20. 20. Riedel GF, Sanders JG. The interrelationships among trace element cycling, nutrient loading, and system complexity in estuaries: A mesocosm study. Estuaries. 2003; 26: 339–351.
  21. 21. Twiss MR, Nalewajko C. Influence of phosphorus nutrition on copper toxicity to 3 strains of Scenedesmus acutus (Chlorophyceae). J Phycol. 1992; 28: 291–298.
  22. 22. Xiu ZM, Ma J, Alvarez PJJ. Differential effect of common ligands and molecular oxygen on antimicrobial activity of silver nanoparticles versus silver ions. Environ Sci Technol 2011; 45: 9003–9008. pmid:21950450
  23. 23. Das P, Metcalfe CD, Xenopoulos MA. Interactive effects of silver nanoparticles and phosphorus on phytoplankton growth in natural waters. Environ Sci Technol. 2014; 48: 4573–4580. pmid:24628458
  24. 24. McTeer J, Dean AP, White KN, Pittman JK. Bioaccumulation of silver nanoparticles into Daphnia magna from a freshwater algal diet and the impact of phosphate availability. Nanotoxicology. 2014; 8: 305–316. pmid:23421707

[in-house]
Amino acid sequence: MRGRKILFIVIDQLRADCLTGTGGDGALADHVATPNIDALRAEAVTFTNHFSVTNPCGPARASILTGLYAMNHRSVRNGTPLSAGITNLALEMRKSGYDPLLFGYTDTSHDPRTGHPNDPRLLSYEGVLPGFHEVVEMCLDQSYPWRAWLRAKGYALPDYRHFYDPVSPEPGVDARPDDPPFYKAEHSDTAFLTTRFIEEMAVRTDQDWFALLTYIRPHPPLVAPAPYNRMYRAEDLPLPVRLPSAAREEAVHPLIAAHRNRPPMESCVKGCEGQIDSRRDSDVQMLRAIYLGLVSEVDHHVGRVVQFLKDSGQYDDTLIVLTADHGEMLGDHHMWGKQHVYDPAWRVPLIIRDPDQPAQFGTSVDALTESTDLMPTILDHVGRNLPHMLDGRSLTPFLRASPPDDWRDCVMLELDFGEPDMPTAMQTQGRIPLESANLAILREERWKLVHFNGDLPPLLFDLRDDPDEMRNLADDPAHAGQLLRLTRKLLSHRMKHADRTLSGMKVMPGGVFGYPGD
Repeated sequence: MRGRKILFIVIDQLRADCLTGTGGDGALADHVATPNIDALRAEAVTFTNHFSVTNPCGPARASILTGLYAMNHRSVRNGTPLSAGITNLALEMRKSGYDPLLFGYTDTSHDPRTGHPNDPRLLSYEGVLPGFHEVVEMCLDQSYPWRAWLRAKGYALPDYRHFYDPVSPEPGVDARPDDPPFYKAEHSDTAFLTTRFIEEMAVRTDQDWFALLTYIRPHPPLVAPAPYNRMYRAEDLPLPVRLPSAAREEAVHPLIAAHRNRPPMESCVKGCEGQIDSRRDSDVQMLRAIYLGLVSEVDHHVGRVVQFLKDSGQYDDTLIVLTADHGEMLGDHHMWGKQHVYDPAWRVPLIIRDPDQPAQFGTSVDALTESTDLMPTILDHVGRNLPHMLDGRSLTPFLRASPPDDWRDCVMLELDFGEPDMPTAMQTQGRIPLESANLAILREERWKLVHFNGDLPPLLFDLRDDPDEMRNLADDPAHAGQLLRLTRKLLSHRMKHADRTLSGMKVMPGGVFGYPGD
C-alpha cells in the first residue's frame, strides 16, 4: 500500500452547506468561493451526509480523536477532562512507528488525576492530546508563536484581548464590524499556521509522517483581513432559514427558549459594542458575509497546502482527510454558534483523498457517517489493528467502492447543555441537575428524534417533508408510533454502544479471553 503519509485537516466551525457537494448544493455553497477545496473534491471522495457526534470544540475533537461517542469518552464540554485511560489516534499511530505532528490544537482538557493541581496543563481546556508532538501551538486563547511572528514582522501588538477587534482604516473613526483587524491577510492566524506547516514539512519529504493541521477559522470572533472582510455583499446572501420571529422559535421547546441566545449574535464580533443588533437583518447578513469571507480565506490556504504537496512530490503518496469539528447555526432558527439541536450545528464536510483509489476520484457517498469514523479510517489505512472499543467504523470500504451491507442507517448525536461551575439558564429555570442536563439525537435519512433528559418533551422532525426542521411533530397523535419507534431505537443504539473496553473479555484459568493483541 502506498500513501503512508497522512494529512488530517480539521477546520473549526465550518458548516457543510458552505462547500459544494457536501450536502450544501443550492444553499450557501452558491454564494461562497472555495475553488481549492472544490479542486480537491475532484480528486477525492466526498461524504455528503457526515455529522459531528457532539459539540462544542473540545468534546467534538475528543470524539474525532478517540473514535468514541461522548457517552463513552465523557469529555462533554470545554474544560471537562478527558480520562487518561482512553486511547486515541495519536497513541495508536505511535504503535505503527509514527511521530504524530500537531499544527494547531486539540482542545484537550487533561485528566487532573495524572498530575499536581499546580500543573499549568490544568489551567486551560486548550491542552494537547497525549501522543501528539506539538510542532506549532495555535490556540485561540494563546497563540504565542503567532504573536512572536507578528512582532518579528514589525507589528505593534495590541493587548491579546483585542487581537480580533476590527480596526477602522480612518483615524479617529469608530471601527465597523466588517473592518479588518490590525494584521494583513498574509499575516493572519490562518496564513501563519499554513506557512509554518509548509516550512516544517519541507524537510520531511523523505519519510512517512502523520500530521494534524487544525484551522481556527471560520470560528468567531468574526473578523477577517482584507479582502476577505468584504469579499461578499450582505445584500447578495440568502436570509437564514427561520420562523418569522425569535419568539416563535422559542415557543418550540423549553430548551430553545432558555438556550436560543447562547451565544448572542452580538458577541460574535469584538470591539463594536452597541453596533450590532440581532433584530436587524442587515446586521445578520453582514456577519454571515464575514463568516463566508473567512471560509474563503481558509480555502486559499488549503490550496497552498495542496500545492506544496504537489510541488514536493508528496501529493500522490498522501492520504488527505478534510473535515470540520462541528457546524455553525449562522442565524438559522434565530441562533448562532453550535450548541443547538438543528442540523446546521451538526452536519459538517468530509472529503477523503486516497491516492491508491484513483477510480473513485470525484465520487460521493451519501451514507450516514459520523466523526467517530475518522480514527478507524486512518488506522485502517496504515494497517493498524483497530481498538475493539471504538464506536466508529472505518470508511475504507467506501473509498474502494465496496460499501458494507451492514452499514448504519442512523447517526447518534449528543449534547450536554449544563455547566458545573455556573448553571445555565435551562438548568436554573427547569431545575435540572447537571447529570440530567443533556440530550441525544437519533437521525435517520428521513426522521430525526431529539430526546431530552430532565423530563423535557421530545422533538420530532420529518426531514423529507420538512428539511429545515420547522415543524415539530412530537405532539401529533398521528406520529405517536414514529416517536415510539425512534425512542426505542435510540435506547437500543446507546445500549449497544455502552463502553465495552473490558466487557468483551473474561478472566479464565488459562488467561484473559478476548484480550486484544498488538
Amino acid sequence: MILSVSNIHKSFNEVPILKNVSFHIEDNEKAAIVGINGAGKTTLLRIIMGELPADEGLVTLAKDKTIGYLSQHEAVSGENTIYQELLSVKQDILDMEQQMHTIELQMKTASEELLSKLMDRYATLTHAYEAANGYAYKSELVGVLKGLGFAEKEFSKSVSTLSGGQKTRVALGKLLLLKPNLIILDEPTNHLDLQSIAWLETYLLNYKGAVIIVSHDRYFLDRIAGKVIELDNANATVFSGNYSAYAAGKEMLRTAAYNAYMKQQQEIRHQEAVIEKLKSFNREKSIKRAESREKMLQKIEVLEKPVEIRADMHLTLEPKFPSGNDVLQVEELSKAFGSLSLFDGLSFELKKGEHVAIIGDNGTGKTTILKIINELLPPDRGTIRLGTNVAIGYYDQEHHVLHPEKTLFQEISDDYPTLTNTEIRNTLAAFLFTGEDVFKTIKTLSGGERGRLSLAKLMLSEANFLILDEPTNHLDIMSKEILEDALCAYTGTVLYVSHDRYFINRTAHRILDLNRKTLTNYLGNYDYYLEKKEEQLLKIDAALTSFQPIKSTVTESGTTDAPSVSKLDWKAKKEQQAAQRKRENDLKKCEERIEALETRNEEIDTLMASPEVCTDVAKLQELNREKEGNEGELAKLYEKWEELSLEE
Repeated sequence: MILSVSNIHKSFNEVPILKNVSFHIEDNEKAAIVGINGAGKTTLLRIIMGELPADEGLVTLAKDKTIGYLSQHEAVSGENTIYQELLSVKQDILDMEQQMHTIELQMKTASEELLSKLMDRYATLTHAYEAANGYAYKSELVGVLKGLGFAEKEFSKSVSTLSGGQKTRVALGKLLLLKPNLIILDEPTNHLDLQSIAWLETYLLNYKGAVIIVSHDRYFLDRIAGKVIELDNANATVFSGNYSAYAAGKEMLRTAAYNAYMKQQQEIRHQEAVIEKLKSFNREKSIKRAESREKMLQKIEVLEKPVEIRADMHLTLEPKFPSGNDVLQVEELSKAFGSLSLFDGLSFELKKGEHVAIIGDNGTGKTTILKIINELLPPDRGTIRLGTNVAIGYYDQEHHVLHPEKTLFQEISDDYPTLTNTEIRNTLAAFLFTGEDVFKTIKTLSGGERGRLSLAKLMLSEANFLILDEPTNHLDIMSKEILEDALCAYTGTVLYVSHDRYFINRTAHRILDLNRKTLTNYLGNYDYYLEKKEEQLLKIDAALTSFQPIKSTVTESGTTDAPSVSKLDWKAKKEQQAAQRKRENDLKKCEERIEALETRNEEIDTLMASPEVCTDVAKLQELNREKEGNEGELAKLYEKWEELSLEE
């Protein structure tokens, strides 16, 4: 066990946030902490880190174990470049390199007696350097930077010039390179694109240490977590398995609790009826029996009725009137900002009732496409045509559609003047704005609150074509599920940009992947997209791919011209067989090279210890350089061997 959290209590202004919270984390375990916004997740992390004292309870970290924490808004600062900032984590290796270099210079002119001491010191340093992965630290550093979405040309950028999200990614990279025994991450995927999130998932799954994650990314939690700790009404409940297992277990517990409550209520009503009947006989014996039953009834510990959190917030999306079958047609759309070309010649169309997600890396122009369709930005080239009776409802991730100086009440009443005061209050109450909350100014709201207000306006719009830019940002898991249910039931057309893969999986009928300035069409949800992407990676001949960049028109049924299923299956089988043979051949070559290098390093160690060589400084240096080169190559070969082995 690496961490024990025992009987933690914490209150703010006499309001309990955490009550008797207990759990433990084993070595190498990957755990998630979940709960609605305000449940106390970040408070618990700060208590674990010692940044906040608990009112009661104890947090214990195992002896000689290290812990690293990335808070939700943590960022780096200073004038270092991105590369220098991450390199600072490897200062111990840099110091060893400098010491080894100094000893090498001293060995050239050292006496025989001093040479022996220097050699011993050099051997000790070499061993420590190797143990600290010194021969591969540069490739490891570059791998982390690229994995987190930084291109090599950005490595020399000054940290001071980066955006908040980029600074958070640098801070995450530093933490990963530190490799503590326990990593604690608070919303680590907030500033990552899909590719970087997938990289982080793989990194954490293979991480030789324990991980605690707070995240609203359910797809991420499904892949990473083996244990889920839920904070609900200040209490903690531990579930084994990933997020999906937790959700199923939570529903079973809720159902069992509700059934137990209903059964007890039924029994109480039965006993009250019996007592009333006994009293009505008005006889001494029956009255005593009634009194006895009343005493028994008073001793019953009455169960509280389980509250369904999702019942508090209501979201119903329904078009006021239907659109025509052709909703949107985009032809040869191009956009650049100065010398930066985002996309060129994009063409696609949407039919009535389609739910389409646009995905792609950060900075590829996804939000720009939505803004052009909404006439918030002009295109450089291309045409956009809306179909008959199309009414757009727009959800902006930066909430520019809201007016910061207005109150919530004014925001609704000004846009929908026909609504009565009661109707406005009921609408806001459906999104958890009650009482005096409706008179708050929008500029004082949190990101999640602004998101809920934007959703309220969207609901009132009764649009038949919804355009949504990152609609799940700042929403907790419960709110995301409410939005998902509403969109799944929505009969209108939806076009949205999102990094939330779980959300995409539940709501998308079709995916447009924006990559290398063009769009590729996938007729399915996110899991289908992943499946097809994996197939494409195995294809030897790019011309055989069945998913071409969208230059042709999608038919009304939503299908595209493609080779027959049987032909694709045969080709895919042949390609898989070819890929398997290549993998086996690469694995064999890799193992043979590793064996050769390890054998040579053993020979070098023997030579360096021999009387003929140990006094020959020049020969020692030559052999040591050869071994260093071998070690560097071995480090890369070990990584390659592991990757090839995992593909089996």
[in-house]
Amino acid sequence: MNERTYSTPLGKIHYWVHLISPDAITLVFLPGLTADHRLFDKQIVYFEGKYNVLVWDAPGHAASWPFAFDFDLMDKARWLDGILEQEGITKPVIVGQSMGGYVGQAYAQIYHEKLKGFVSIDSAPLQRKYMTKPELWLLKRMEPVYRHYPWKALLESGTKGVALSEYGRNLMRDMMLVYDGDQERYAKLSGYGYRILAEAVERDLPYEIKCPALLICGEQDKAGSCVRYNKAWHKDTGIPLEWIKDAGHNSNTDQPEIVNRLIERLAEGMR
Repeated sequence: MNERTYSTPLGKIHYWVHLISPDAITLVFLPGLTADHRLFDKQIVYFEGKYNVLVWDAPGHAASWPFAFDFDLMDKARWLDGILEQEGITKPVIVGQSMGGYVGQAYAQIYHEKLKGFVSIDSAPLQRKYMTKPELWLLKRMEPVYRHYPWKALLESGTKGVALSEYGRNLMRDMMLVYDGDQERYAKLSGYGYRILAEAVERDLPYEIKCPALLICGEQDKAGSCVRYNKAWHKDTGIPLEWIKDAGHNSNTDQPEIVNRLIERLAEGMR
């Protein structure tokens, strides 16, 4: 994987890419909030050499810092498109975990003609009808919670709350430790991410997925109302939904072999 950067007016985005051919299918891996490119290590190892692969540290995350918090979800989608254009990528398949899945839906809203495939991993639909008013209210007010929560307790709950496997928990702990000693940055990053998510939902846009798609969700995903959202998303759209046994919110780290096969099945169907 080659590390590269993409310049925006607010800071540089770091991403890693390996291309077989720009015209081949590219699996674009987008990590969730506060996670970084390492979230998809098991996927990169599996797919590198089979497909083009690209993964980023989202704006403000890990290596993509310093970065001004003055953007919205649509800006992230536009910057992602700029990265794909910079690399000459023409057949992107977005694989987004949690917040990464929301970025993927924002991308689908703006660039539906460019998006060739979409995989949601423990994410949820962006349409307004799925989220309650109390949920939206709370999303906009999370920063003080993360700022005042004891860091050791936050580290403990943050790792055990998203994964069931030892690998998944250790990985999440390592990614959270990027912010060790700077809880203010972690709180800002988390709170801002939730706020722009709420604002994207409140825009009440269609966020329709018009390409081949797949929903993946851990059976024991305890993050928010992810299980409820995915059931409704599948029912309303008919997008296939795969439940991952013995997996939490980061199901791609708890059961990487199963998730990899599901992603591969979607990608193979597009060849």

25. 25. Funck JA, Clivot H, Felten V, Rousselle P, Guerold F, Danger M. Phosphorus availability modulates the toxic effect of silver on aquatic fungi and leaf litter decomposition. Aquat Toxicol. 2013; 144: 199–207. pmid:24184839
  26. 26. Furtado LM, Hoque ME, Mitrano DF, Ranville JF, Cheever B, Frost PC, et al. The persistence and transformation of silver nanoparticles in littoral lake mesocosms monitored using various analytical techniques. Environ Chem. 2014; 11: 419–430.
  27. 27. Rosi-Marshall EJ, Royer TV. Pharmaceutical compounds and ecosystem function: an emerging research challenge for aquatic ecologists. Ecosystems. 2012; 15: 867–880.
  28. 28. Fairchild GW, Lowe RL, Richardson WB. Algal periphyton growth on nutrient-diffusing substrates- an in situ bioassay. Ecology. 1985; 66: 465–472.
  29. 29. Turner MA, Howell ET, Robinson GGC, Campbell P, Hecky RE, Schindler EU. Roles of nutrients in controling growth of epilithon in oligotrophic lakes of low alkalinity. Can J Fish Aquat Sci. 1994; 51: 2784–2793.